With all this historical context behind women’s presence in the professional music world, it should then be hardly surprising that not many young ladies consider sound-engineering as a career option. The engineering professions are still largely dominated by males, and sound-engineering is no exception. The highly technical skills required for mastery of production techniques are skills traditionally attractive to males. But women are just as capable of understanding and excelling at these skills as are men. Why the continued gender disparity? Why don’t women tinker with phase distortion pedals and sound-boards as much as their male counterparts do? The answer is probably pretty complex, but I would suggest that the historical factors are hugely important. Young girls don’t have many female role models in this area, and don’t see themselves behind the consoles at venues presenting live music. Instead, they see women vocalists fronting the band, strumming a guitar, or sitting behind a piano. If more women got involved in fiddling with noise-emitting gadgets, if more women installed themselves behind the drum kit, or were major players in engineering and sound recording, we might finally see many more young girls interested in pursuing careers in these areas.

It is perhaps ironic that while we were having this conversation, we were grooving to “Whokill”, the fantastic new record from tUnE-yArDs, aka. Merrill Garbus. Garbus is a former theatre student who began playing around with audio recording techniques when her parents bought her a Sony ICD-TK digital voice recorder and  Dell laptop. With help from the free audio-software program Audacity, she began recording melodies, sounds, and lyrics, layering samples on top of each other, building up a unique musical style of her own. “Whokill”, her second album, is a fantastic example of a modern female approach to sound & music.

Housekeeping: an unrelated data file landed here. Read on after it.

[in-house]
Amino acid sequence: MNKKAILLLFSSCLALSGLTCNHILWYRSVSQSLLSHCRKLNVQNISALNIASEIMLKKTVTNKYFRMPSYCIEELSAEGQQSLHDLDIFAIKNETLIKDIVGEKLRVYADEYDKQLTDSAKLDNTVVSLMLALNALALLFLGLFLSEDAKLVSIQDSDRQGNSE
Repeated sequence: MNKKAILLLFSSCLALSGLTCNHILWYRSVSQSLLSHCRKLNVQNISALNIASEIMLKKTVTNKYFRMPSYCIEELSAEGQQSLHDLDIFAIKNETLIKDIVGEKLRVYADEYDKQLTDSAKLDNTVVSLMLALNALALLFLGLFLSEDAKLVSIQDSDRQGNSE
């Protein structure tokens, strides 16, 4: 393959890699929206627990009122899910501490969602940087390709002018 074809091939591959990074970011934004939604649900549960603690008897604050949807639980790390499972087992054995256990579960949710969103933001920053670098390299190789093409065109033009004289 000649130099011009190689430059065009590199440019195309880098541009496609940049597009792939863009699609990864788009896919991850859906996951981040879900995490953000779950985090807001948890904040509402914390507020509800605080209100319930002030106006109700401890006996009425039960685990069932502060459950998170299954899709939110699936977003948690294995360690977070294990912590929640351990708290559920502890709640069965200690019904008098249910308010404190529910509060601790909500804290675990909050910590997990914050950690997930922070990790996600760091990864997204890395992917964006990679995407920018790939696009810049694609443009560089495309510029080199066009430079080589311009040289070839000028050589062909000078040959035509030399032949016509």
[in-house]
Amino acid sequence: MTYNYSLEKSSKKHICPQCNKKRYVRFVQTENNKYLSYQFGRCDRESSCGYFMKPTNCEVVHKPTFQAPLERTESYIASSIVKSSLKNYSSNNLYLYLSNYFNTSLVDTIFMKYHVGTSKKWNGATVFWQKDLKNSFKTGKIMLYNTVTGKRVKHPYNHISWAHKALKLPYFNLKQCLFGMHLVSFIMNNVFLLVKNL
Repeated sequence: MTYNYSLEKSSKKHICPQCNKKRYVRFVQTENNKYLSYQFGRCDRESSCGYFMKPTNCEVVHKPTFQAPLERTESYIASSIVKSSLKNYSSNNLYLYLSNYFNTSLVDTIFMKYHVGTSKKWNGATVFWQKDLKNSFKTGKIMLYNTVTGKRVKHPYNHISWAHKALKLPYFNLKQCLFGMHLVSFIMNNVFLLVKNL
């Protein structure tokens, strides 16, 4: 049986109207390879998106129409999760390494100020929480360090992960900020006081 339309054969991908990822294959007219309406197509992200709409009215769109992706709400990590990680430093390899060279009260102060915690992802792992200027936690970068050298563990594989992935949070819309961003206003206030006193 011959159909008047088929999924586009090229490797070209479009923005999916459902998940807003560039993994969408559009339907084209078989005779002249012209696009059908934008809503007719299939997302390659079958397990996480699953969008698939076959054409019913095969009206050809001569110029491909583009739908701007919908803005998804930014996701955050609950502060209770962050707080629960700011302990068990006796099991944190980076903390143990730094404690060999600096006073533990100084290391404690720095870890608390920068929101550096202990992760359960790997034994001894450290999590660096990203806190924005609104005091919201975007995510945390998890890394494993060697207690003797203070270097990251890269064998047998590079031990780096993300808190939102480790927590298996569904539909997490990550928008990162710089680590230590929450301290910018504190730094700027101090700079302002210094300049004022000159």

I first heard tUnE-yArDs on CBC’s “Q” with Jian Gomeshi, and was astounded by the eclectic live performance of “Yes Yes You”, which you can watch here.  I highly recommend you check out the album, as well as this informative article from the New Yorker. To get a sense of tUnE-yArDs sound and style, check out this video for “Bizness”.

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So much great music was heard during our trip, including the performance which was the raison-d’etre of our trip in the first place: Sacred Balance’s EP release party at El Mocambo. But this blog post is already running a little long, so I think I”ll leave it till tomorrow. In that next post I’ll give my review of Sacred Balance’s show, as well as more discussions from my road-trip, including a rant about the Juno Awards and a bit about my discussion with my cousin Christina, who is studying music at the University of Toronto.

Until then, stay tuned!

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Responses

  1. […] Didn’t catch parts 1 & 2 of the epic road trip saga? Read them here and here. […]

  2. […] about electronic music, but way back when I’d offered some musings about woman and music, and why women don’t often think of recording engineering as a career choice, he was kind enough to point out that women actually played a significant role in this genre, and […]